0370 270 6000

already registered?

Please sign in with your existing account details.

need to register?

Register to access exclusive content, sign up to receive our updates and personalise your experience on brownejacobson.com.

Privacy statement - Terms and conditions

delivering the ambition: National Procurement Strategy for Local Government in England 2018

17 August 2018

This article is taken from August's public matters newsletter. Click here to view more articles from this issue.

The Local Government Association (LGA) has released its National Procurement Strategy for Local Government in England 2018. The strategy is aimed at assisting councils in meeting the three key themes:

  • showing leadership
  • behaving commercially
  • achieving community benefits.

The document is welcome because it signifies perhaps the strongest statement from local government that procurement is critical to deliver maximum benefits locally for council spending and in delivering on social value. At last, one might say, the importance of the function and the teams delivering procurement to the local authority is finally recognised. The strategy is accompanied by a toolkit, which provides more detail in the types of actions and behaviours necessary to achieve the three themes and what are called ‘enablers’ (being the cost-cutting issues to bring about the ambition of the council).

Nearly every local authority will spend at least half of its budget on the purchase of services, supplies and works, compared to the cost of employing staff to deliver direct services. How many, though, have a procurement team approaching anywhere near the size of its HR team? It has always struck us as odd that comparable sized businesses might have a much larger procurement function. Those buying teams are critical to the overall profitability and success of the business and the skillsets of such teams in purchase and supply is typically very high. Yet private enterprise buys outside of a regulatory framework. Unlike the public sector, they do not need to know their way around the labyrinth of public procurement rules. So the job of the local authority procurement officer is much tougher than that of the counterpart in commerce.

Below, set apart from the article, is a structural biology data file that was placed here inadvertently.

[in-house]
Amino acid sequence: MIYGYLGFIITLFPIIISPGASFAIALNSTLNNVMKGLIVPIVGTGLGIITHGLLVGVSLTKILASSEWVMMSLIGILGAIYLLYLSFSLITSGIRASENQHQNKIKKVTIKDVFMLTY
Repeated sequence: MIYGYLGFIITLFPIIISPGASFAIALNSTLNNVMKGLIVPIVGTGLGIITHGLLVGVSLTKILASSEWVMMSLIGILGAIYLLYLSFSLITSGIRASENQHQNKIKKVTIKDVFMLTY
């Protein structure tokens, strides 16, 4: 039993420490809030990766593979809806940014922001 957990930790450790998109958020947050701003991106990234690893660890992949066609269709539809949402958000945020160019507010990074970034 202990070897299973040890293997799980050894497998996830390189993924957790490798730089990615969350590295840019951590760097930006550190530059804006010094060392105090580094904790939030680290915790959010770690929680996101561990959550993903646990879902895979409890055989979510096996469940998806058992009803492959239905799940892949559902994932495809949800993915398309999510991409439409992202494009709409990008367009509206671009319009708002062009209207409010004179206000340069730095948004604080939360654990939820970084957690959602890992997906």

The three key themes of the document are all to be applauded. Procurement is not a checklist, but a key contribution to how the council functions.

Perhaps the most important of the themes is the first of them, with the emphasis on the need to engage councillors and senior managers. Nobody should doubt that the challenges facing today’s local authority leadership is difficult and varied and becoming harder by the day. It is no surprise that procurement is not at the top of the in-tray. The key challenge for the strategy is to get the message across that procurement has a key role not only in managing the council’s finances, but also in contributing to better communities, economic well-being and social value.

The second theme is about behaving commercially. In truth, this really is taking the strategy into broader areas. The key points are not so much about what and how something is procured, but how contracts are subsequently managed and how the councils approach strategic risk. This is hugely important, especially in the light of the demise of Carillion and increasing concern about the continuing value of outsourced and PFI contracts. However, this has not traditionally been the role of the procurement function and really opens up a bigger piece of work on how contracts are best managed. Contract management as a function shares the same woes as that of procurement – underfunding and lack of perceived importance.